Happy (Chocolate) New Year…soon

chocolate ideal picSkipping over holiday pieces (at least for the time being) let’s talk 2015 and chocolate trends.

This fruit of the gods is a tried and true pleasure, a long-time luxury with an incredible history that has its ups and downs (as in “white” chocolate).

Still, somehow, great is not good enough. The search is always on for the new, the trendy, the tomorrow. Why? Something about human nature not worth trying to understand here.

Anyway, hearing the breath of Janus getting closer, the most important new year news will definitely be that the “we’re running out of chocolate” hysteria is overblown. The world market is changing, but don’t panic yourself into hoarding a domesday supply of drugstore crapchoc in your apocalypse shelter … yet.

As support for keeping calm, Big Chocolate is planning to still go about its business. Barry Callebaut predicts it will be crunch, acidity and shimmer making chocolate pop, and is expanding its sourcing footprint by moving into Chile, among other new growth territories. Cargill posits transparency in labeling, leading to the PR spin highlighting that what was “bad” with chocolate is actually “healthy” for you. Everyone is fighting over the Chinese market, and there is a frothingchocolate and tea trend. Finally, going all in on the mercenary, restaurateurs are focused on how to cobble a few more bucks per 2015 table with the sales pitch that restaurant chocolate is for sharers.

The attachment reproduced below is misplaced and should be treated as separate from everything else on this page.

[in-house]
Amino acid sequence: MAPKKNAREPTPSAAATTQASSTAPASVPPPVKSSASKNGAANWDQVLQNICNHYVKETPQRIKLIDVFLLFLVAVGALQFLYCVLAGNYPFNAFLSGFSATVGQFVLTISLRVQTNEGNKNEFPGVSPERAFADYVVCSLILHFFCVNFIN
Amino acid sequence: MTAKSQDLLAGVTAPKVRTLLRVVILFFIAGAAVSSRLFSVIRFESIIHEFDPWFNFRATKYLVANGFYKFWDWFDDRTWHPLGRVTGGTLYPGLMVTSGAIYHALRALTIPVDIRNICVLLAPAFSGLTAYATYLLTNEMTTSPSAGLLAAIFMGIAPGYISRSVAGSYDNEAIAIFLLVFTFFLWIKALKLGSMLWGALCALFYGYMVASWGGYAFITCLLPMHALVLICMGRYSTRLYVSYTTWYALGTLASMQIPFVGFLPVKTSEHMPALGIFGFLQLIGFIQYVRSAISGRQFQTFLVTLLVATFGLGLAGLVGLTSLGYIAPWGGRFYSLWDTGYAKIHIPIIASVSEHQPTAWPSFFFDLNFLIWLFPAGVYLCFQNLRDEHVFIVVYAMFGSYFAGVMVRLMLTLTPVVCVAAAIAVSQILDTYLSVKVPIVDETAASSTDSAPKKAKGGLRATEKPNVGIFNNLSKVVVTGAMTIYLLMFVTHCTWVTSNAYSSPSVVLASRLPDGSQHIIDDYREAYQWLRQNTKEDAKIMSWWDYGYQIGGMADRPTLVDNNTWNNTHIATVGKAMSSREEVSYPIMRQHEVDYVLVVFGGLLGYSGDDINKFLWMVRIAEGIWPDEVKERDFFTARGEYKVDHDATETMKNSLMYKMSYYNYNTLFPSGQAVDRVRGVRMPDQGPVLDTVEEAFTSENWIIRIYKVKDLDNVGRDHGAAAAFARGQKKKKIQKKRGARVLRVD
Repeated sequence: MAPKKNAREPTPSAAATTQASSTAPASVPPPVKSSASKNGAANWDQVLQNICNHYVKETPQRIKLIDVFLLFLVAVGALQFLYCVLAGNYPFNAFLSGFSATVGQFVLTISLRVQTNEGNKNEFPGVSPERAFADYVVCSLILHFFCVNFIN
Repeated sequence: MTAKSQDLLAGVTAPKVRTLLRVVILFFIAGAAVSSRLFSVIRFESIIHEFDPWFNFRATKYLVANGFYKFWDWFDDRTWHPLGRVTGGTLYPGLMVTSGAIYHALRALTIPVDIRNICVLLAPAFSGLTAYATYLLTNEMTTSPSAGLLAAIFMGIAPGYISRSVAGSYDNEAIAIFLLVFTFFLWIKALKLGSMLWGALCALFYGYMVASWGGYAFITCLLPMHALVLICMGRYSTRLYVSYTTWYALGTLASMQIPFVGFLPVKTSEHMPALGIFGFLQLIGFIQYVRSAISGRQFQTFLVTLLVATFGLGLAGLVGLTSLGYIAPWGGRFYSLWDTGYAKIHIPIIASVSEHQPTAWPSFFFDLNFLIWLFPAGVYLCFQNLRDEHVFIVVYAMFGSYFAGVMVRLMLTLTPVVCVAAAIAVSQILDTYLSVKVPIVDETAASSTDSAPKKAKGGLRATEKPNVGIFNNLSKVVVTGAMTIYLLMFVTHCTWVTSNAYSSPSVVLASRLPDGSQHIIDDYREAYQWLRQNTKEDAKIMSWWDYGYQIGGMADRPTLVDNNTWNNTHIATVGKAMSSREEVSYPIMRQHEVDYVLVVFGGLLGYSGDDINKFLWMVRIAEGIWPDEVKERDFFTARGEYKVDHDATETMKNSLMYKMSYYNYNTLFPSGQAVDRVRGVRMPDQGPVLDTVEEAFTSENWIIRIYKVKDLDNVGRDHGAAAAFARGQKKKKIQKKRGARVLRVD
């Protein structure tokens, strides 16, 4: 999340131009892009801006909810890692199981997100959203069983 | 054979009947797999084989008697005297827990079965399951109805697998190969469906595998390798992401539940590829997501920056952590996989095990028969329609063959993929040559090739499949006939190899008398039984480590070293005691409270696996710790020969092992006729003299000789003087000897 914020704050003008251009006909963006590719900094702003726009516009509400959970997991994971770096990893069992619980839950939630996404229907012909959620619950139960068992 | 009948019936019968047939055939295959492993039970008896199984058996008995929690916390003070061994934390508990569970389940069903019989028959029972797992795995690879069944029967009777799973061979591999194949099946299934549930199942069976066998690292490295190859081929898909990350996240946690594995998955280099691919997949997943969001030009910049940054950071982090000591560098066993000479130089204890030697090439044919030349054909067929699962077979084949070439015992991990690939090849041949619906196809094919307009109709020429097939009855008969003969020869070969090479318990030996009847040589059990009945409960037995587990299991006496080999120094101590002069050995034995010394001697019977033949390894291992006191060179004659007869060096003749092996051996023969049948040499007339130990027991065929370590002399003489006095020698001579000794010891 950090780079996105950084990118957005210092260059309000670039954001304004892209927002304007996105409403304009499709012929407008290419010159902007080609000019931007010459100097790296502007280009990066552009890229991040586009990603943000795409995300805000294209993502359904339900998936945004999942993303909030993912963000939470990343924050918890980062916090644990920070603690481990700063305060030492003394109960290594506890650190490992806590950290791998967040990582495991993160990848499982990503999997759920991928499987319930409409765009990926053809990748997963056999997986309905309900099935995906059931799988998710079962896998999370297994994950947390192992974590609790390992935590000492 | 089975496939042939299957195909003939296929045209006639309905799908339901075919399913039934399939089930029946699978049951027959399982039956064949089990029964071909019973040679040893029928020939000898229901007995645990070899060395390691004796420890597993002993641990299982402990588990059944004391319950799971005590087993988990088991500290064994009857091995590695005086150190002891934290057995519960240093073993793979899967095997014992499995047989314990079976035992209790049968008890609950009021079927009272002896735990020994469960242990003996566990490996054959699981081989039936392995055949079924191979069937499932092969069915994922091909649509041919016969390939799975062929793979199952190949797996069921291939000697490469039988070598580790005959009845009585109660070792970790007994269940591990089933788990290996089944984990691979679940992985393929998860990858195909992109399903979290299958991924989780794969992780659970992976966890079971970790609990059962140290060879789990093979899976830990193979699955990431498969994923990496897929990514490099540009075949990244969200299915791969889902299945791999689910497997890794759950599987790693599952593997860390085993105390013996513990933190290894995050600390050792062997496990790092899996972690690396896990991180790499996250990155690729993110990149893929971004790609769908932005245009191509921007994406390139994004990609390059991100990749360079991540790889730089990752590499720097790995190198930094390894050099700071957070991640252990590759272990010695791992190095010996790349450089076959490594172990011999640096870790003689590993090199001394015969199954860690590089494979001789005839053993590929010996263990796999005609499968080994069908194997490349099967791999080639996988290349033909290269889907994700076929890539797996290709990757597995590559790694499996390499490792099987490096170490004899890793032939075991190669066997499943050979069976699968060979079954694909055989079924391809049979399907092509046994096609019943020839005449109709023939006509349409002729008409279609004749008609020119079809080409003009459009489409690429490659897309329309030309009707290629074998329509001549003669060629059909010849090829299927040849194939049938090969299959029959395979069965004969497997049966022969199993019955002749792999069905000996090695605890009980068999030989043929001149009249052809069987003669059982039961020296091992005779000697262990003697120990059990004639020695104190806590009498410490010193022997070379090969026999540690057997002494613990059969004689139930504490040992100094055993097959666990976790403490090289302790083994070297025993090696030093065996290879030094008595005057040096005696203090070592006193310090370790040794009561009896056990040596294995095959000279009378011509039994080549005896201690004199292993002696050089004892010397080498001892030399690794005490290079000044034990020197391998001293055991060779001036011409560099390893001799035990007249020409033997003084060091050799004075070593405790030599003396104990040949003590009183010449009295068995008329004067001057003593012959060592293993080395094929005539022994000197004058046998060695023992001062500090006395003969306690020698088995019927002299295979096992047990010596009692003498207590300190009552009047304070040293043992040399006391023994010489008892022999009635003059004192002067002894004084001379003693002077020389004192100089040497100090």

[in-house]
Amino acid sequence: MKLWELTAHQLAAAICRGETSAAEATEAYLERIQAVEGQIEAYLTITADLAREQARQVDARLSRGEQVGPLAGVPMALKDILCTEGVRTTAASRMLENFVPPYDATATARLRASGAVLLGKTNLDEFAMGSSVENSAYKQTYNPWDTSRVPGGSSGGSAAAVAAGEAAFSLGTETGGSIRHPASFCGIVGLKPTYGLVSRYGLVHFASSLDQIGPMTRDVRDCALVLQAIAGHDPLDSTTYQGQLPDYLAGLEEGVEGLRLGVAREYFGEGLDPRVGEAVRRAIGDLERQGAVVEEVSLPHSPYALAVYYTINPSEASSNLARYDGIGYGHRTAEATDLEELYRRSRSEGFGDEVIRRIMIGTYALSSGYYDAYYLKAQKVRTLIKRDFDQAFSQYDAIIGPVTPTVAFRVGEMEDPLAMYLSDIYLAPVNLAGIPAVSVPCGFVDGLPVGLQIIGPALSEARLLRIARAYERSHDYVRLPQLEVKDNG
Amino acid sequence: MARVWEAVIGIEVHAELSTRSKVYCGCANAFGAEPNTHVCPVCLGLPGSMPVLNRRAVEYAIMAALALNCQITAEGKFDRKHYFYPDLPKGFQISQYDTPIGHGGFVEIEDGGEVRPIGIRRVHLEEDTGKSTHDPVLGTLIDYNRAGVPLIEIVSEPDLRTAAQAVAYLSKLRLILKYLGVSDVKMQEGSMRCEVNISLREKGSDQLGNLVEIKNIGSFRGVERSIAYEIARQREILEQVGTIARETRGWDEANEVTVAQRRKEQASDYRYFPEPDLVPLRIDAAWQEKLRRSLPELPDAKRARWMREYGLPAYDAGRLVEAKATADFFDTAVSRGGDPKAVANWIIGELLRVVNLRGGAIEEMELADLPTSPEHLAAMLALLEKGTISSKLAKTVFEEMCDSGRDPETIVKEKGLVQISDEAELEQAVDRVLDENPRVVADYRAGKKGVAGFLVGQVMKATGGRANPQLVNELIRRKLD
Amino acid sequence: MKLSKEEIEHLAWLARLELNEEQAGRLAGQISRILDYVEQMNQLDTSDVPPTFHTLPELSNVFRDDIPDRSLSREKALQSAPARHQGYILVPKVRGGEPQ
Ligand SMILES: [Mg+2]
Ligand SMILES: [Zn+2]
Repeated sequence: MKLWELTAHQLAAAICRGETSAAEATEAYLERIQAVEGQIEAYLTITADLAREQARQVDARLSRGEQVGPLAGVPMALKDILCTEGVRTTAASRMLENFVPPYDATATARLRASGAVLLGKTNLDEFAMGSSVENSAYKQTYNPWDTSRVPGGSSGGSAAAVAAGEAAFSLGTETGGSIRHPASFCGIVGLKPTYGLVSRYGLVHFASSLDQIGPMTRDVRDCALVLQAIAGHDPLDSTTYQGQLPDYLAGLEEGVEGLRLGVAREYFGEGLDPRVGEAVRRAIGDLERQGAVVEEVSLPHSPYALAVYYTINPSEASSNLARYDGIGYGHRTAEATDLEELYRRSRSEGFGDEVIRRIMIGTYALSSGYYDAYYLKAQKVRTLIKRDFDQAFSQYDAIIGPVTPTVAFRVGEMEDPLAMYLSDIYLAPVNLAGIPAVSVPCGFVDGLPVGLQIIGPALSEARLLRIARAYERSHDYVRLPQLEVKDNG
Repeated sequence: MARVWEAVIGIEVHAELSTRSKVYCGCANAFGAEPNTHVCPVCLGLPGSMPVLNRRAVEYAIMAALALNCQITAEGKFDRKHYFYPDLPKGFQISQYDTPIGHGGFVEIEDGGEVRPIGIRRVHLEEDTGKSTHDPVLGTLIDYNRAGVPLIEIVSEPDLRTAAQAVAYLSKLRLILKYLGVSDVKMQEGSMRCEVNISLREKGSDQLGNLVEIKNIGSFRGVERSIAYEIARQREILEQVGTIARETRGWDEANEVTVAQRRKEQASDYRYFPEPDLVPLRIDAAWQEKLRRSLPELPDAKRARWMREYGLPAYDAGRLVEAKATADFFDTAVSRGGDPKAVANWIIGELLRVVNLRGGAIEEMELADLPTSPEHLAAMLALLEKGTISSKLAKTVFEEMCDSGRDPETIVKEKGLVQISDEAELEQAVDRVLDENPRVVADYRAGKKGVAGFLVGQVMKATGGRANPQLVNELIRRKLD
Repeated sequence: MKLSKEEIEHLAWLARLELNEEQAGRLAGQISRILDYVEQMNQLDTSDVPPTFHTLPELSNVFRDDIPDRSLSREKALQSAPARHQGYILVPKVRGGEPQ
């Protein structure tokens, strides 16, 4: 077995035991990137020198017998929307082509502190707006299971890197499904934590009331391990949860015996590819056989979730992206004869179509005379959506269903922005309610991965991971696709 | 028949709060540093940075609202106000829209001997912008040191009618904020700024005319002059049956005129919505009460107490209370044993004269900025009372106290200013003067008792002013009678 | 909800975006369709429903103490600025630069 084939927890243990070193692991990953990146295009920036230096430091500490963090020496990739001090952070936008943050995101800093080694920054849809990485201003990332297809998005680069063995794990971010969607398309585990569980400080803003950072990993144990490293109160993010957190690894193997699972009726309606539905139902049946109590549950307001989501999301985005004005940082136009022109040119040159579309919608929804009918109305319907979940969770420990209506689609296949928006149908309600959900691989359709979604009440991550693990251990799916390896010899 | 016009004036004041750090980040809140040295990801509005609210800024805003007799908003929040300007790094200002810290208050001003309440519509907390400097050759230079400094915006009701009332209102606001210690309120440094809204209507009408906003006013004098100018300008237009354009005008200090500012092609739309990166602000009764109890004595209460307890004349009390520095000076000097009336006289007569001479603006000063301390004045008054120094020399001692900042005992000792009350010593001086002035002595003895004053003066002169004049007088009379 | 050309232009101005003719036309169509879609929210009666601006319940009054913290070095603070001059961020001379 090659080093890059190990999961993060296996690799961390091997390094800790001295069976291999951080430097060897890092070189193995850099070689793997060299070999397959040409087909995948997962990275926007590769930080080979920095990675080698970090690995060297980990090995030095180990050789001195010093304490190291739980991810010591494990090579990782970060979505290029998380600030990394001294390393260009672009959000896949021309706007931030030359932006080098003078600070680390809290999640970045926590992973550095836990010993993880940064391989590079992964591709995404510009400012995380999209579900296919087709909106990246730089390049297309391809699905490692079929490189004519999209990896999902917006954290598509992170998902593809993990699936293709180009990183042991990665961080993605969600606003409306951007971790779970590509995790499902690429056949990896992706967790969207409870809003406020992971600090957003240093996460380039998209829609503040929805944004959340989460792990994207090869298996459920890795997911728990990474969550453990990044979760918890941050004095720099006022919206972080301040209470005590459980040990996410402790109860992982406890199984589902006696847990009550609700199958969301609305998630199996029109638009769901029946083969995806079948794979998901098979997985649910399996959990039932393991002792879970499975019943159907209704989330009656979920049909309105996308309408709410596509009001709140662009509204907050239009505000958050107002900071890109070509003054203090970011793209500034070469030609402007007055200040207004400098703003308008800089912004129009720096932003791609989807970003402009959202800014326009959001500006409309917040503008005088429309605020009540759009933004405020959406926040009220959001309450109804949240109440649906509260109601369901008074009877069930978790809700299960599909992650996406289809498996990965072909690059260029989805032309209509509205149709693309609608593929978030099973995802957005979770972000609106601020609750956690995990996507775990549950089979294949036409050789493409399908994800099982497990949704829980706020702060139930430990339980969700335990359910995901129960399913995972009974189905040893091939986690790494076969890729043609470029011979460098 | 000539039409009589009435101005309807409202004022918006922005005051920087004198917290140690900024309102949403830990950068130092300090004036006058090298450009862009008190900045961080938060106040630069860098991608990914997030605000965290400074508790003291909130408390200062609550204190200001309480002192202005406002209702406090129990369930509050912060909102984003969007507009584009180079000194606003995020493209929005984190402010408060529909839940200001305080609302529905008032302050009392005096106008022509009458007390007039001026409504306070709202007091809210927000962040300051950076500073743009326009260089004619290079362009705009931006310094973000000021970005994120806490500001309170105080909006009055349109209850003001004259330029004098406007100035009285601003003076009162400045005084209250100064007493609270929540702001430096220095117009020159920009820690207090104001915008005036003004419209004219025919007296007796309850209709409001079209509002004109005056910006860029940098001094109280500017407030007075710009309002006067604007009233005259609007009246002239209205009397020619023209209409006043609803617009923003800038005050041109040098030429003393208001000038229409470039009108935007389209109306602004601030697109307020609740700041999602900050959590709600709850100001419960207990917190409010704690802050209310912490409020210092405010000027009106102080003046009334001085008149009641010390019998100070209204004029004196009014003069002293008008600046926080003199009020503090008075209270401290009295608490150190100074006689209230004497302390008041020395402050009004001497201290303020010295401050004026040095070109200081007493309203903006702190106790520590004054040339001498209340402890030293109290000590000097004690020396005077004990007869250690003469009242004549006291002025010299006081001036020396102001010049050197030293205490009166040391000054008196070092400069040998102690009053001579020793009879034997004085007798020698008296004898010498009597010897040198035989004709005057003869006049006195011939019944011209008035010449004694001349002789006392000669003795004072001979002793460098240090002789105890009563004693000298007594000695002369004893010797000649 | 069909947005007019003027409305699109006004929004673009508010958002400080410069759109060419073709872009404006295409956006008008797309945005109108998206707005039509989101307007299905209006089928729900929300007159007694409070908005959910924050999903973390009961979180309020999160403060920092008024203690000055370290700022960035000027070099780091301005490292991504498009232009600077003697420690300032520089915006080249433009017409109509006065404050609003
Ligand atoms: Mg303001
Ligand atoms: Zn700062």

Rather than look to the business world for guidance, the new year could be the time to confront the difficult facts in chocolate’s backstory such as child slavery in the chocolate fields. Not the worst resolution for the new year is — in the spirit of the gods who first planted cacao seeds on earth — to resolve to help in ways big or small.

Perhaps with conscience salved it will make the search for the new and novel even more enjoyable. Trends are, of course, concepts that enough others have discovered so the idea has spread and one can feel like an insider before masses partake and “it’s, like, soooo over, yesterday, deceased, and penny-eyelidded.” Quirky chocolate-related foodish ideas that recently popped their heads out of the corners of cuisine and might (or might not) take off include
cinammon mini-biscuits with chocolate gravy, and cocoa baguettes.

Those wishing to conspicuously consume for 2015, should keep on the lookout for more fancy-schmanzy, you-are-buying-story-much-more-than-taste chocolate bars such as the current $100 and $260 options.

If the trend thing is too much and you would rather not yet look forward and perhaps learn from history in order to repeat/not repeat it, here’s a quick look at where the science and culture of chocolate is so far:


#chocolate #2015trends #HappyNewYear #BigChocolate #foodies

#BitterChocolate

chocolate shreds balls sticksPerhaps the best piece of business wisdom — certainly an item from the Top 5, and yet usually ignored — is that a customer who presents a problem is one ready to buy more stuff and gives  the company a chance to cement greater loyalty.*